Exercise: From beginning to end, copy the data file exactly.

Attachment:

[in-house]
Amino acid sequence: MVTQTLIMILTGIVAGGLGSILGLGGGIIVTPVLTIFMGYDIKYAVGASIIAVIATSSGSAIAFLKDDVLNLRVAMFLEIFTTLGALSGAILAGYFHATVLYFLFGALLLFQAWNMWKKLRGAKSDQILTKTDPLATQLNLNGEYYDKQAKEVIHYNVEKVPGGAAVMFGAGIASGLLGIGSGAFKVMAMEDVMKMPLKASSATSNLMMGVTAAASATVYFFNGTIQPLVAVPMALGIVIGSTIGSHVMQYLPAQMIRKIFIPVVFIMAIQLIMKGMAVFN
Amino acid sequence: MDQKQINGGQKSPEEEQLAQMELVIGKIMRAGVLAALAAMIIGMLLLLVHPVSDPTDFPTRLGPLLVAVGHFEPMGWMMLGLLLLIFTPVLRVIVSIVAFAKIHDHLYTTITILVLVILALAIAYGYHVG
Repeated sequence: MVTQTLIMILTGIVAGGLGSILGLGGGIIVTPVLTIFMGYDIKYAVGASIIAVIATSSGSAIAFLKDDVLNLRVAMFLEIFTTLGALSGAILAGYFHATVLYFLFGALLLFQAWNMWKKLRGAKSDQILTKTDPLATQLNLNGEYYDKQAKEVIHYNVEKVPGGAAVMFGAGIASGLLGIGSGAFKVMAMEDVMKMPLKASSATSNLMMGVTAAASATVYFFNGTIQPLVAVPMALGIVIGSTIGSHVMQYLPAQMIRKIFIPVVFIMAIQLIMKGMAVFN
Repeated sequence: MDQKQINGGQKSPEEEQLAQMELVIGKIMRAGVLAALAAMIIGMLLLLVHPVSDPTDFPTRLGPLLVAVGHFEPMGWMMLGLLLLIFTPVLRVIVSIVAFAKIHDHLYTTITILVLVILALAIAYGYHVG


[in-house]
Amino acid sequence: MVTQTLIMILTGIVAGGLGSILGLGGGIIVTPVLTIFMGYDIKYAVGASIIAVIATSSGSAIAFLKDDVLNLRVAMFLEIFTTLGALSGAILAGYFHATVLYFLFGALLLFQAWNMWKKLRGAKSDQILTKTDPLATQLNLNGEYYDKQAKEVIHYNVEKVPGGAAVMFGAGIASGLLGIGSGAFKVMAMEDVMKMPLKASSATSNLMMGVTAAASATVYFFNGTIQPLVAVPMALGIVIGSTIGSHVMQYLPAQMIRKIFIPVVFIMAIQLIMKGMAVFN
Amino acid sequence: MDQKQINGGQKSPEEEQLAQMELVIGKIMRAGVLAALAAMIIGMLLLLVHPVSDPTDFPTRLGPLLVAVGHFEPMGWMMLGLLLLIFTPVLRVIVSIVAFAKIHDHLYTTITILVLVILALAIAYGYHVG
Repeated sequence: MVTQTLIMILTGIVAGGLGSILGLGGGIIVTPVLTIFMGYDIKYAVGASIIAVIATSSGSAIAFLKDDVLNLRVAMFLEIFTTLGALSGAILAGYFHATVLYFLFGALLLFQAWNMWKKLRGAKSDQILTKTDPLATQLNLNGEYYDKQAKEVIHYNVEKVPGGAAVMFGAGIASGLLGIGSGAFKVMAMEDVMKMPLKASSATSNLMMGVTAAASATVYFFNGTIQPLVAVPMALGIVIGSTIGSHVMQYLPAQMIRKIFIPVVFIMAIQLIMKGMAVFN
Repeated sequence: MDQKQINGGQKSPEEEQLAQMELVIGKIMRAGVLAALAAMIIGMLLLLVHPVSDPTDFPTRLGPLLVAVGHFEPMGWMMLGLLLLIFTPVLRVIVSIVAFAKIHDHLYTTITILVLVILALAIAYGYHVG